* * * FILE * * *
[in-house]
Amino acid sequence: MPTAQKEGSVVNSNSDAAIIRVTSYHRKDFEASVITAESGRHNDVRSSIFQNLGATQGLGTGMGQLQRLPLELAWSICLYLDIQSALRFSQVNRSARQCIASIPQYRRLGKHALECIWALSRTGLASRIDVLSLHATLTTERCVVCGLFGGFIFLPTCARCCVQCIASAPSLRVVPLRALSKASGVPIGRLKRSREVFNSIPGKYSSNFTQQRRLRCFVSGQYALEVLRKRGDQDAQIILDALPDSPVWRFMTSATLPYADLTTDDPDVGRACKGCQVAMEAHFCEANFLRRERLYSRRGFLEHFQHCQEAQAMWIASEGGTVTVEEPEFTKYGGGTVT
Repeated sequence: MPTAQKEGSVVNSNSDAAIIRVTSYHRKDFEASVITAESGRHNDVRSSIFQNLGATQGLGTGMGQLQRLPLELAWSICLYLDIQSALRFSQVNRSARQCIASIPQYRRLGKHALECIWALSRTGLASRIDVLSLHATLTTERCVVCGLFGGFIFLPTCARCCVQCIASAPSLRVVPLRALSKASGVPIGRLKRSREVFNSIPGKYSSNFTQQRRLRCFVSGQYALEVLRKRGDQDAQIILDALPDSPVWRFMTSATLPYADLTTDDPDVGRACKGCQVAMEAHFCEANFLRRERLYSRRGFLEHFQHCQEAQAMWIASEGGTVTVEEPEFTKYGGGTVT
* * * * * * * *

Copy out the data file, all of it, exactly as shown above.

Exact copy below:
[in-house]
Amino acid sequence: MPTAQKEGSVVNSNSDAAIIRVTSYHRKDFEASVITAESGRHNDVRSSIFQNLGATQGLGTGMGQLQRLPLELAWSICLYLDIQSALRFSQVNRSARQCIASIPQYRRLGKHALECIWALSRTGLASRIDVLSLHATLTTERCVVCGLFGGFIFLPTCARCCVQCIASAPSLRVVPLRALSKASGVPIGRLKRSREVFNSIPGKYSSNFTQQRRLRCFVSGQYALEVLRKRGDQDAQIILDALPDSPVWRFMTSATLPYADLTTDDPDVGRACKGCQVAMEAHFCEANFLRRERLYSRRGFLEHFQHCQEAQAMWIASEGGTVTVEEPEFTKYGGGTVT
Repeated sequence: MPTAQKEGSVVNSNSDAAIIRVTSYHRKDFEASVITAESGRHNDVRSSIFQNLGATQGLGTGMGQLQRLPLELAWSICLYLDIQSALRFSQVNRSARQCIASIPQYRRLGKHALECIWALSRTGLASRIDVLSLHATLTTERCVVCGLFGGFIFLPTCARCCVQCIASAPSLRVVPLRALSKASGVPIGRLKRSREVFNSIPGKYSSNFTQQRRLRCFVSGQYALEVLRKRGDQDAQIILDALPDSPVWRFMTSATLPYADLTTDDPDVGRACKGCQVAMEAHFCEANFLRRERLYSRRGFLEHFQHCQEAQAMWIASEGGTVTVEEPEFTKYGGGTVT